Parents. Yes, you and you. Gather round. I have a little trick for you that’s going to blow your Parenting Mind!
In my hand, I’m holding the power to dole out punishment. Closing this hand I say the magic words: waka waka kersplunken hooey!
Now, open your hand. Go ahead, check it out. You now have the power to dole out punishment!
Now for the amazing part of the trick. Grab one of your kids, the one that just got into trouble. Have them close their hand. Now say your magic words (whatever they are) and have them open up their hand. Boom! Now the power to dole out their own punishment is in their hands!
Thank you, thank you, make sure and tip your waitress…
Why Choosing Your Own Punishment Matters
Why would you ever hand this power over to your kids, especially your teenagers? Buy-in. This gives them an investment in the punishment and buy-in to their consequences.
Asking your child what their punishment should be is handing over a sense of autonomy to them. Done right, they will either suggest a consequence well beyond what is necessary or come close to what you think should happen.
Putting the power to choose into their hands shares a sense of respect. Respect for the importance and following the rules. Respect for you as the parent. And respect for them as an individual.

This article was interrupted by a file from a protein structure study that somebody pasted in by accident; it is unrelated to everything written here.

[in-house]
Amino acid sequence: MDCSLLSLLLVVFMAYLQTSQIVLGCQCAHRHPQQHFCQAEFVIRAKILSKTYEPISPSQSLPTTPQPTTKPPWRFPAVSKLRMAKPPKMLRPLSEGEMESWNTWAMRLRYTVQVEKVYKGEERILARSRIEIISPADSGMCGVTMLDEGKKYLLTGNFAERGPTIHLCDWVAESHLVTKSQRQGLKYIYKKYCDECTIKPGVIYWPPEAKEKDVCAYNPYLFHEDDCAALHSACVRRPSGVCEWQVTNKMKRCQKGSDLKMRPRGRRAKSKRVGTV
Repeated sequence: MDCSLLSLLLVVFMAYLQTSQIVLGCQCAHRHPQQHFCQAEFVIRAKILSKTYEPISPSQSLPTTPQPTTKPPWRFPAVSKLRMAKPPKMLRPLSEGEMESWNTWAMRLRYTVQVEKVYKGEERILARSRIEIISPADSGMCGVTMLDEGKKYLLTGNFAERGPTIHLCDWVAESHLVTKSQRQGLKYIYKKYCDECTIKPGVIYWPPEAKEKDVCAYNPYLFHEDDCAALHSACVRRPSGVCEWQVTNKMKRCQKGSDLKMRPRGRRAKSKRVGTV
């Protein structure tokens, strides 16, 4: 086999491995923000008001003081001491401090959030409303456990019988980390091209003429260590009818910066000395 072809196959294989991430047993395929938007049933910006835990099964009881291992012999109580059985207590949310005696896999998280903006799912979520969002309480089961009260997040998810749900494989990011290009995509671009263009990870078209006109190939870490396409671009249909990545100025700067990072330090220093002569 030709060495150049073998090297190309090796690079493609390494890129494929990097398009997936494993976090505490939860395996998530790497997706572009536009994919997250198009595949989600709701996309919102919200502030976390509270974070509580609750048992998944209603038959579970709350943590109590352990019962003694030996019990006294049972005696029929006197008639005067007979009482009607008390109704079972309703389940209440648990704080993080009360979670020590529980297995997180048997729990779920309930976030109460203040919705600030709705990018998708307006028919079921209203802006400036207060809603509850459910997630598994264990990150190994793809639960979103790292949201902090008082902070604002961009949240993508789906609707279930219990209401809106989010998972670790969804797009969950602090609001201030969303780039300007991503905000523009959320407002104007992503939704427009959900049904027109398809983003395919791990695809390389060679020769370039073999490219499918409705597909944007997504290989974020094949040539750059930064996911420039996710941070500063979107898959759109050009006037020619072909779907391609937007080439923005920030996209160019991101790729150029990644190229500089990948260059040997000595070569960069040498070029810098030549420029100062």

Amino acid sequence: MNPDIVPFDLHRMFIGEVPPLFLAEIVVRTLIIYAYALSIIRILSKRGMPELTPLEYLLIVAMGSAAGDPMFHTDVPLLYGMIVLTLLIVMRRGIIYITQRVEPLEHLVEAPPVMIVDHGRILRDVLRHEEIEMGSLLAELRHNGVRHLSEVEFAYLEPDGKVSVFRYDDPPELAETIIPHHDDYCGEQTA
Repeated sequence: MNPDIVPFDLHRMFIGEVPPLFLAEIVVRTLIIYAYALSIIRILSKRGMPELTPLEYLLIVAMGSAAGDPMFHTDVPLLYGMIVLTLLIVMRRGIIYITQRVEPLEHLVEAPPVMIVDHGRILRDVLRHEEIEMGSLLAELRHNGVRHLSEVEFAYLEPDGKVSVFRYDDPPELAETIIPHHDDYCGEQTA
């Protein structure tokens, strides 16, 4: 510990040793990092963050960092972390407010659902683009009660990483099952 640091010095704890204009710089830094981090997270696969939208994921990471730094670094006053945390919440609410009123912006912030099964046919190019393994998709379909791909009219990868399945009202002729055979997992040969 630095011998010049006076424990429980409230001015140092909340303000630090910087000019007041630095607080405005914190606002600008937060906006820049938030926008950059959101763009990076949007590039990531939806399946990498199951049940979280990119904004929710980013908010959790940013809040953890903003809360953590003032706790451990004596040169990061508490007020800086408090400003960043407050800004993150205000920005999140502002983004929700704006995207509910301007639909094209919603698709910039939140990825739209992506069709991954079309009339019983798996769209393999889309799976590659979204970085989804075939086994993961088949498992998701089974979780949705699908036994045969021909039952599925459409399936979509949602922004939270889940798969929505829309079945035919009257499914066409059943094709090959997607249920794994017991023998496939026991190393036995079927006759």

Letting them start with the “type” of punishment is usually a clue to what is important to them.
This Punishment’s Too Soft
If they come up way short, you can tell them to try again and put them on a sort of “time out” while they work on it (you can determine what this time out looks like to you).
This Punishment’s Too Hard
If they come to you with an overblown punishment, this gives you the opportunity to tell them you appreciate their choice, but you think that it’s too harsh. Lessen the time/degree of the punishment and work toward the buy-in again. You look like a rockstar, fair parent and they have a punishment which they instituted and signed up for.
This Punishment’s Just Right
If they come back to you with a punishment that sounds remotely in the ballpark of what fits the offense, you can always tweak it a little. When doing this, talk through the punishment and give the “why” as to the need for a certain level of recompense.
One little tweak that I’ve used is having them “sleep on it.”
It goes something like this, “We need to come up with a punishment for what you did. Here’s what I would prefer to do, you tell me what you think. Sleep on it tonight, then in the morning before I leave for work I’ll listen to what you think the punishment should be. Deal?”
You’d be amazed at how powerful this is when patiently done right. The bottom line is this lets them really think about what punishment is worthy enough to keep the control in their hands.
Hope this helps. I wish I would have learned this a little earlier in life, like when my eldest was a teenager. Live and learn. Good luck!